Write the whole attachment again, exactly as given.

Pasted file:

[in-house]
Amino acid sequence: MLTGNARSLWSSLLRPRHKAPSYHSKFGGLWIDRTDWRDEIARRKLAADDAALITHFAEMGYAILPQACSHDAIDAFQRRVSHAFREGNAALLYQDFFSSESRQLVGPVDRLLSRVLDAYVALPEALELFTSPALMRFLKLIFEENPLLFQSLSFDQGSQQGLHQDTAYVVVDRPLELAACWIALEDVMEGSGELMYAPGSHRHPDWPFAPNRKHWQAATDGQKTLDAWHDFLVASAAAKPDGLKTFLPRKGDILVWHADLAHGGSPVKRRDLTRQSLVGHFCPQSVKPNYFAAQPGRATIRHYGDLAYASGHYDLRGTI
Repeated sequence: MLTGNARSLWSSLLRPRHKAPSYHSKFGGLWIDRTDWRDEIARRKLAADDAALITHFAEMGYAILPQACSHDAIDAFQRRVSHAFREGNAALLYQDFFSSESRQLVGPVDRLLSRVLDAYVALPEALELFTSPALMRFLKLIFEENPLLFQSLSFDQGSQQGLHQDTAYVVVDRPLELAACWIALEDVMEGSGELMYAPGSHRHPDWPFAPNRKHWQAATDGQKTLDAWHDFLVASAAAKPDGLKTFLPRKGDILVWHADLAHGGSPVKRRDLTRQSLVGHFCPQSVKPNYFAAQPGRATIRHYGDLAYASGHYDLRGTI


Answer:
[in-house]
Amino acid sequence: MLTGNARSLWSSLLRPRHKAPSYHSKFGGLWIDRTDWRDEIARRKLAADDAALITHFAEMGYAILPQACSHDAIDAFQRRVSHAFREGNAALLYQDFFSSESRQLVGPVDRLLSRVLDAYVALPEALELFTSPALMRFLKLIFEENPLLFQSLSFDQGSQQGLHQDTAYVVVDRPLELAACWIALEDVMEGSGELMYAPGSHRHPDWPFAPNRKHWQAATDGQKTLDAWHDFLVASAAAKPDGLKTFLPRKGDILVWHADLAHGGSPVKRRDLTRQSLVGHFCPQSVKPNYFAAQPGRATIRHYGDLAYASGHYDLRGTI
Repeated sequence: MLTGNARSLWSSLLRPRHKAPSYHSKFGGLWIDRTDWRDEIARRKLAADDAALITHFAEMGYAILPQACSHDAIDAFQRRVSHAFREGNAALLYQDFFSSESRQLVGPVDRLLSRVLDAYVALPEALELFTSPALMRFLKLIFEENPLLFQSLSFDQGSQQGLHQDTAYVVVDRPLELAACWIALEDVMEGSGELMYAPGSHRHPDWPFAPNRKHWQAATDGQKTLDAWHDFLVASAAAKPDGLKTFLPRKGDILVWHADLAHGGSPVKRRDLTRQSLVGHFCPQSVKPNYFAAQPGRATIRHYGDLAYASGHYDLRGTI